Written by: Curt Ashcraft (@cashcraft740)
Edited by: Matt Shock (@shockwave_music)
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About two weeks ago, I paid tribute to one of the greatest people and trap shooters that ever lived, Leo Harrison III. Harrison passed away on August 22, 2013 due to health complications and even though I had only met the man once, he still changed my life for the good. I knew that Leo had made an impression on me, but after becoming the most popular article in the history of ‘Our Sports Report’, being featured on two other trapshooting websites, and garnering a multitude of testimonies from others that also loved Leo, it became quite clear that Mr. Harrison had a significant impact on everyone he met and was well respected all across the world.
As I received comments throughout the week, I noticed that everyone referred to Harrison as a tremendous trap shooter, but just as much a wonderful man. Gary Hollingsworth referred to Leo as just that, “a great guy… and a great trap shooter’, while Joe Whitehurst went a step further claiming, “In 61 years (of trapshooting) I have NEVER met a Better Shooter, Person or Representative for the Trapshooting Community.”
Joe’s comments struck a cord with me because he was able to say everything that I couldn’t put into words. He went on to say that he had met a few of the superstars from the sport over the years and some of them needed help on their people skills, but not Leo. After getting a chance to talk to him for a few minutes in Tucson, AZ, Joe was impressed by how much of a nice guy he was. Whitehurst even ended it perfectly by saying, “Leo Harrison III will always be a HERO to most of us.” Thank you once again Joe, you captured a fine shooter and person not only as a legend, but as a HERO as well.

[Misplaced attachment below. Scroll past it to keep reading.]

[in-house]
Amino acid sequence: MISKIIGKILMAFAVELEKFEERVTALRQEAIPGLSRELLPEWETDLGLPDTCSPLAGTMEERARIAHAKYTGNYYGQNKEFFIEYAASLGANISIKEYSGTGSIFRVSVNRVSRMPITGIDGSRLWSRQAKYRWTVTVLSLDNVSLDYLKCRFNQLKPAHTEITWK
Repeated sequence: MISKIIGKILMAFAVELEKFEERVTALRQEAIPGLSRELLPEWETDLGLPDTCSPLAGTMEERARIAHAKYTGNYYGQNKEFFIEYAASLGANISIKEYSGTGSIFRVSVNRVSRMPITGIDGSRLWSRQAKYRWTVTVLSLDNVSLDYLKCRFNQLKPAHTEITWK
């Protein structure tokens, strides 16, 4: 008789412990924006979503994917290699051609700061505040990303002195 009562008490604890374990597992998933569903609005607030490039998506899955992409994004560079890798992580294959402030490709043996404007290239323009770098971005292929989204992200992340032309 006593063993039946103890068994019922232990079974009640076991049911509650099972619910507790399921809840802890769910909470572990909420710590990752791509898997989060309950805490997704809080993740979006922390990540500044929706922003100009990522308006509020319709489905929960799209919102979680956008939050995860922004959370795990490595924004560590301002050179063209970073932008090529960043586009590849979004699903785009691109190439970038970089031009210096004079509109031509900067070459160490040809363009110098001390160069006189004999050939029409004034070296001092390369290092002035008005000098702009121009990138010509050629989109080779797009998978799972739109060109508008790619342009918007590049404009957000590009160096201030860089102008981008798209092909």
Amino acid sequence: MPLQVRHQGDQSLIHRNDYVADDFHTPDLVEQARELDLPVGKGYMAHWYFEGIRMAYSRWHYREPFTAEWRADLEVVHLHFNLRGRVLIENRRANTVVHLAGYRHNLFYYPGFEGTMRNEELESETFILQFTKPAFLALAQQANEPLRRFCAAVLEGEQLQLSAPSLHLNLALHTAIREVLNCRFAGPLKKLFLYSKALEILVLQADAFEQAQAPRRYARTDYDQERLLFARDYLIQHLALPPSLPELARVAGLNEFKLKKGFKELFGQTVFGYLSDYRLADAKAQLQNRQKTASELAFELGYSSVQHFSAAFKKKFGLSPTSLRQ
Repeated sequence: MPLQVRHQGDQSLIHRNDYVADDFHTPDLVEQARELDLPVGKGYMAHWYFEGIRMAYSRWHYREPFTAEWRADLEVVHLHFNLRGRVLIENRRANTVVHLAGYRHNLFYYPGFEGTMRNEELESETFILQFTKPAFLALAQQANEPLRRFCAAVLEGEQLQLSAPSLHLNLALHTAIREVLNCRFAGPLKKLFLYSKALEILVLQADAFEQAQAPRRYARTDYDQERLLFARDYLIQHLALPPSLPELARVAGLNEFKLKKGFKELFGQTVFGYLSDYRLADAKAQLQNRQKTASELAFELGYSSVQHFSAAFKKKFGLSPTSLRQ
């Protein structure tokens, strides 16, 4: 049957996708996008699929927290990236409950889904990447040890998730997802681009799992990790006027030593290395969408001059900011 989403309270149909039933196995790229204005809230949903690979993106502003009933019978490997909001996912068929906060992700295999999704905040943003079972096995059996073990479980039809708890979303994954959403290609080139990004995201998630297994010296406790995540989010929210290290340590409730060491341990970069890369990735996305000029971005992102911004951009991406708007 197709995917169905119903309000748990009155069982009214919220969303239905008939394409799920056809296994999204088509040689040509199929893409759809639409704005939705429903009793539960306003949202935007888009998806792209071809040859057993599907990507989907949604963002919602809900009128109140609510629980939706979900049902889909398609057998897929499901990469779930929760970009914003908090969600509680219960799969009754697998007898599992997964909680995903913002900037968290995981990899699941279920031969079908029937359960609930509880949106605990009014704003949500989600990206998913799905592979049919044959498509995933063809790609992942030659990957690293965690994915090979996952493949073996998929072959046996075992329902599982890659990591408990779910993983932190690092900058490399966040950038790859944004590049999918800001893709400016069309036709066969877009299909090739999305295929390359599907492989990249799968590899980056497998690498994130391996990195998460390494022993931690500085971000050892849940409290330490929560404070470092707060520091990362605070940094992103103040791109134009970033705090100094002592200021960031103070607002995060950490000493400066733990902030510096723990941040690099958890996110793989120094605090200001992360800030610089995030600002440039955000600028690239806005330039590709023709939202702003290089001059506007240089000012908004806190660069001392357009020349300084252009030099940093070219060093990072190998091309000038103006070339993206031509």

I never figured that many people would read a blog about a fairly unknown sport like trapshooting, but after the record setting views and kind hearted comments, it all made sense. Everybody in the sport of trapshooting looked up to and respected Leo not only because he was their idol, but because he was their friend too. Those friendships were also shared from those that personally knew Leo. Charlie Stevens shared that, “I was lucky enough to have grown up in NE Missouri and my Father & Brother shot trap with Leo. RIP big man, you will be missed.” I was able to compare Charlie’s comments to my own personal experience with Leo. I never got to shoot with him like my family did, but knowing Leo was just as amazing.
Not only did I never figure that anybody would read this blog, but the fact that it would hit back home in Missouri seemed very unlikely. But like my expectations with this piece, I was proven wrong once again. Mary commented that, “I didn’t know him, just knew him as my neighbor’s son-in-law and his wife, Karla, grew up with my children in Paris, Mo. and I know he was a very nice person. Karla and her family have my deepest sympathy.” As I read that comment, I was in complete shock. When I wrote the blog, I used it as my tribute to Leo and the trapshooting community, but the more I looked into it, it was a tribute to his home, his upbringing, and most of all, his family. We at ‘Our Sports Report’ continue to send our deepest condolences and prayers out to the Harrison family, especially his wife Karla. She is just as kind of a soul as Leo was and trust me Karla, Leo was just as much family to the trapshooting community as he was to you.